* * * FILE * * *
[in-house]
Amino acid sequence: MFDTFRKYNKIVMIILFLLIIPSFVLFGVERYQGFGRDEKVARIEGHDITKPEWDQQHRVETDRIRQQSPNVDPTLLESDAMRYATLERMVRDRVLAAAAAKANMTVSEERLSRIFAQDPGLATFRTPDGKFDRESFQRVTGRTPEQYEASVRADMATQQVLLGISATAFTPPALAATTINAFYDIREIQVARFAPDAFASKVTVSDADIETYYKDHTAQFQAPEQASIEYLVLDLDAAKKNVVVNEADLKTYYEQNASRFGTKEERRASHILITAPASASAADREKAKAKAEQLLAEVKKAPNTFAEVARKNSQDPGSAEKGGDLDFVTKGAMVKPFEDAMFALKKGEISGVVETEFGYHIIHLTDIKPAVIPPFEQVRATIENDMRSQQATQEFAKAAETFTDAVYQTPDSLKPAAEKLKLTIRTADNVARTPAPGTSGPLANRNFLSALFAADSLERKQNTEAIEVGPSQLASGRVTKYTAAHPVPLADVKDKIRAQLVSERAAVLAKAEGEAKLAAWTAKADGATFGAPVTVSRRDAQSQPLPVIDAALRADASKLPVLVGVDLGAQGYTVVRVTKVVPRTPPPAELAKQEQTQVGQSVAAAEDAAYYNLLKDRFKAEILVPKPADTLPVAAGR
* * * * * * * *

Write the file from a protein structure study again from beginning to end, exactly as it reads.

[in-house]
Amino acid sequence: MFDTFRKYNKIVMIILFLLIIPSFVLFGVERYQGFGRDEKVARIEGHDITKPEWDQQHRVETDRIRQQSPNVDPTLLESDAMRYATLERMVRDRVLAAAAAKANMTVSEERLSRIFAQDPGLATFRTPDGKFDRESFQRVTGRTPEQYEASVRADMATQQVLLGISATAFTPPALAATTINAFYDIREIQVARFAPDAFASKVTVSDADIETYYKDHTAQFQAPEQASIEYLVLDLDAAKKNVVVNEADLKTYYEQNASRFGTKEERRASHILITAPASASAADREKAKAKAEQLLAEVKKAPNTFAEVARKNSQDPGSAEKGGDLDFVTKGAMVKPFEDAMFALKKGEISGVVETEFGYHIIHLTDIKPAVIPPFEQVRATIENDMRSQQATQEFAKAAETFTDAVYQTPDSLKPAAEKLKLTIRTADNVARTPAPGTSGPLANRNFLSALFAADSLERKQNTEAIEVGPSQLASGRVTKYTAAHPVPLADVKDKIRAQLVSERAAVLAKAEGEAKLAAWTAKADGATFGAPVTVSRRDAQSQPLPVIDAALRADASKLPVLVGVDLGAQGYTVVRVTKVVPRTPPPAELAKQEQTQVGQSVAAAEDAAYYNLLKDRFKAEILVPKPADTLPVAAGR